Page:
And for negotiations to be successful – as all those who negotiate in their businesses know – a balance has to be struck between the commitments of the different parties. Employee protection is generally strong in France. Employees are attached to it, and that is quite right.
But certain adaptations are possible and I am convinced that there is a path to an agreement on these issues that benefits all parties. It is now up to you to do what is needed to find it, with the partners that are prepared to do so. And – you have my word – the government will make all the necessary legislative responses once an agreement is found.
The clarity and coherence I was talking about are particularly valid for fiscal matters. In this field, we need stability and transparency. And the actions carried out – state reform, local authority reform and in particular this “impossible” reform of the regions that we’re currently undertaking, and reform of our health system – illustrate our determination to reduce public spending and therefore reduce deficits and taxes in a credible way. We won’t stray from this course!
I know that in 2012 some of you doubted whether we would ring-fence the R&D tax credit. The President showed his determination, and that determination remains intact, two years on.
This determination applies to fiscal matters, as it does to all the reforms we’re undertaking. Those reforms are expected. They’ll enable us to make our economy more flexible, more responsive. We are going to spur on competition and relax certain rules, such as those on Sunday working and commercial urban planning. The fact is that current law maintains artificially high prices and is a barrier to initiatives. Billions of euros of spending power could be returned to the French people! In other words, we are also boosting demand, which this government has never stopped doing. After all, the economy needs two legs to move forward! And we need to be pragmatic. The government’s policy is therefore to support both supply and demand. I am here to ensure the balance.
Our economic policy also aims to restore France’s attractiveness. It means, of course, promoting the tourism sector, which is essential for our economy and for which the Minister of Foreign Affairs and International Development, Laurent Fabius, is very active. Our country suffers from an “image deficit” abroad, to use a term that is familiar to you. Although we have many assets (such as our infrastructure, public services and health system), our labour law is seen as restrictive, our taxes too much of a burden and our public spending too high. But let’s not forget our strengths either: our well trained and creative workforce.
I also noticed yesterday that Henri de Castries said that, when he developed new activities, he considered London to be more attractive than Paris from a tax standpoint. From the point of view of employees, that judgment can be very different when they discover the cost of housing, health, schooling, energy and transport...
There are also other reasons for our image deficit, and in particular that French penchant for collective denigration. On this subject, I did note what Pierre Gattaz said recently when he recalled that the competitiveness and employment tax credit and the Pact are steps in the right direction. I prefer that to statements systematically stigmatizing our country.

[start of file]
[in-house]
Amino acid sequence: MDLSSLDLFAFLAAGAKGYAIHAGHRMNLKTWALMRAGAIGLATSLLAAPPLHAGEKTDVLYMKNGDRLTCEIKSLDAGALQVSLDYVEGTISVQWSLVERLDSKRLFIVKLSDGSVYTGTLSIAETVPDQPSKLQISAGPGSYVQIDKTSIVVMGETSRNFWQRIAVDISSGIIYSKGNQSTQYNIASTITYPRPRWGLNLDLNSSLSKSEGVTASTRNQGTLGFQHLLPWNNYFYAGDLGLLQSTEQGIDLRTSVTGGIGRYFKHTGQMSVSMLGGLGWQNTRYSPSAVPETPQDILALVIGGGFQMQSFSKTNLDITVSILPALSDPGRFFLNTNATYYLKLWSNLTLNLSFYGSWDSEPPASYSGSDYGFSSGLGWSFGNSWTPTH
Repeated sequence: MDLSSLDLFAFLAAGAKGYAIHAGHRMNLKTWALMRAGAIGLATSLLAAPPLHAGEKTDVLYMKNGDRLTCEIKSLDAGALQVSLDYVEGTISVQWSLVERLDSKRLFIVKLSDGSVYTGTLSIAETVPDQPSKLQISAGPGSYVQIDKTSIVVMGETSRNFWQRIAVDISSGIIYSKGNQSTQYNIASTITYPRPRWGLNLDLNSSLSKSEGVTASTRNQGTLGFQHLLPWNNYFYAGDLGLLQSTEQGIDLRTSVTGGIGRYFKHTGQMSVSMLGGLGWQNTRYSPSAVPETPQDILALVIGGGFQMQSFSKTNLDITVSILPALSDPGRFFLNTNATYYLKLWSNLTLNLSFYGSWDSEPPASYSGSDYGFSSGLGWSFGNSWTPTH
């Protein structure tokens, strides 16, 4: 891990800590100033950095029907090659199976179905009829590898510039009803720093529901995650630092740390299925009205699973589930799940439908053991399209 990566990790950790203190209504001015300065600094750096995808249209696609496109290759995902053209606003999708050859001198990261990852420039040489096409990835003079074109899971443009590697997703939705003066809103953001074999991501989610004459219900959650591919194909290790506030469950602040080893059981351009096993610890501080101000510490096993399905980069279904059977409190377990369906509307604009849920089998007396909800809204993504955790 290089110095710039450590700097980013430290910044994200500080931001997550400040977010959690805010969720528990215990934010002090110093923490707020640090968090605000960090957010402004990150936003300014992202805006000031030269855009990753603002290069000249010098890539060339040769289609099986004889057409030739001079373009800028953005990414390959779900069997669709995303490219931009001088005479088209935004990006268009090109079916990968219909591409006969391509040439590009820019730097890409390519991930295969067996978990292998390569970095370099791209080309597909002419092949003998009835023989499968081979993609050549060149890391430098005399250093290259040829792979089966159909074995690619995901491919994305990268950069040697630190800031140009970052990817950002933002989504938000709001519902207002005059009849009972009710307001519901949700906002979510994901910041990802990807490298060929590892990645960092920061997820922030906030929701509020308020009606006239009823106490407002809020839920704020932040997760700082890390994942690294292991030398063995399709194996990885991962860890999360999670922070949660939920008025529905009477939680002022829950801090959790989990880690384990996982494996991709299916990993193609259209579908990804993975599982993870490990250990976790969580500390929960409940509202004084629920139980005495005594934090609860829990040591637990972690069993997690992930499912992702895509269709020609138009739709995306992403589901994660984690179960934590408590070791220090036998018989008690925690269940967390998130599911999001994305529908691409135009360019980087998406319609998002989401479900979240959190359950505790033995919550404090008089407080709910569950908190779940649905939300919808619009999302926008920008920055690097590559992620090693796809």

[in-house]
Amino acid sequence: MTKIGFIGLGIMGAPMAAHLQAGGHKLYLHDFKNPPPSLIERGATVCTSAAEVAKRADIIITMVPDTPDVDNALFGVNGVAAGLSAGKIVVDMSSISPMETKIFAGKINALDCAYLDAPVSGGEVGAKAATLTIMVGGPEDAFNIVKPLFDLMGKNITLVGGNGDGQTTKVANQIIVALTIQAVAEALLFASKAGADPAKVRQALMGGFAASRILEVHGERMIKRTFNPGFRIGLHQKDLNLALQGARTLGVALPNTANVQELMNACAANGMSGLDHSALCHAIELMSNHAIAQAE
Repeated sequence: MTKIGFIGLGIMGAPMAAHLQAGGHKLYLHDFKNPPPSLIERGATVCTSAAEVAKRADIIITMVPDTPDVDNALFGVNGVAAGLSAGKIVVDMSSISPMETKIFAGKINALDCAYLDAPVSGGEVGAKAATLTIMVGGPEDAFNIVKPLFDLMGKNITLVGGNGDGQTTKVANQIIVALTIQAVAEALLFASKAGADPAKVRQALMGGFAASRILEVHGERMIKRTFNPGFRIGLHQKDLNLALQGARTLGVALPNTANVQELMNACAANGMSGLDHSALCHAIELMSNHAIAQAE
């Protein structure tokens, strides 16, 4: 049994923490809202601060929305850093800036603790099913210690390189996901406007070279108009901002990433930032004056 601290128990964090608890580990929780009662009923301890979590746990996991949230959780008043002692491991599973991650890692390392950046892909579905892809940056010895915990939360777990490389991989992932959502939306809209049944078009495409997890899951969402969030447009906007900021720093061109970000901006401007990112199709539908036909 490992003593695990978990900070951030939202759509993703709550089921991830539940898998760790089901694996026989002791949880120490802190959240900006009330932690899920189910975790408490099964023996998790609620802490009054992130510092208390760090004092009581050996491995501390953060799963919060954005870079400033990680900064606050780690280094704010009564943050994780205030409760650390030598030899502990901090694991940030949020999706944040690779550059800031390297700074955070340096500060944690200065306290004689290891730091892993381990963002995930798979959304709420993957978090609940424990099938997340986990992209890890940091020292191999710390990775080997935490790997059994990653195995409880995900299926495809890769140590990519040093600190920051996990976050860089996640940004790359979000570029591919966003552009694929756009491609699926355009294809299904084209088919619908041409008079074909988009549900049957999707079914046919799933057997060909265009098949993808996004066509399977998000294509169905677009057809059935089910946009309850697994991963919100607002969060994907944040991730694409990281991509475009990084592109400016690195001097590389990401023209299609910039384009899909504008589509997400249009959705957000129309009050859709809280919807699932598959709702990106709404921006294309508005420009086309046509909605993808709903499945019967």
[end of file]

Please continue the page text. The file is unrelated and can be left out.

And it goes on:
It’s up to us all to promote France, to reiterate its strengths too, not just the difficulties.
It is, moreover, striking that many foreign companies established in France have a positive image of our country. They know how to distinguish between appearances and reality. We should do the same! We need to share and explain our reforms and the economic policy we are implementing.
However, for that economic policy to be effective, Europe’s levers must be brought into play.
Today, the Euro Area is the world region where growth is weakest. In fact, it is practically at zero. Demand in particular has collapsed almost everywhere. France can no longer act alone as it has for the last 30 years, continuing to increase its twofold – trade and budget – deficit.
As Mario Draghi highlighted last week at Jackson Hole, we can have European fiscal policies which are more growth-friendly. The Euro Area needs to give comprehensive support to its internal demand.
Investment has fallen sharply in Europe since the crisis. So the European Commission must commit to public and private investment. The €300 billion over three years announced by Jean-Claude Juncker on 15 July must be clarified.
Secondly, the euro is overvalued. This is bad for a number of your businesses. It’s bad for growth. I said this at the beginning of April, but I’m saying it again. The European Central Bank made a positive move at the beginning of June. Given the weak economic recovery, given the high level of the euro, given the risk of deflation in certain Euro Area countries, the ECB took action to support growth. The euro has depreciated by 6% since April compared to the dollar, with no direct market intervention. But we have to go further, faster, particularly because inflation is too weak. I have every confidence in the ECB in fulfilling its mandate of inflation close to 2% by using every means at its disposal. But time is short!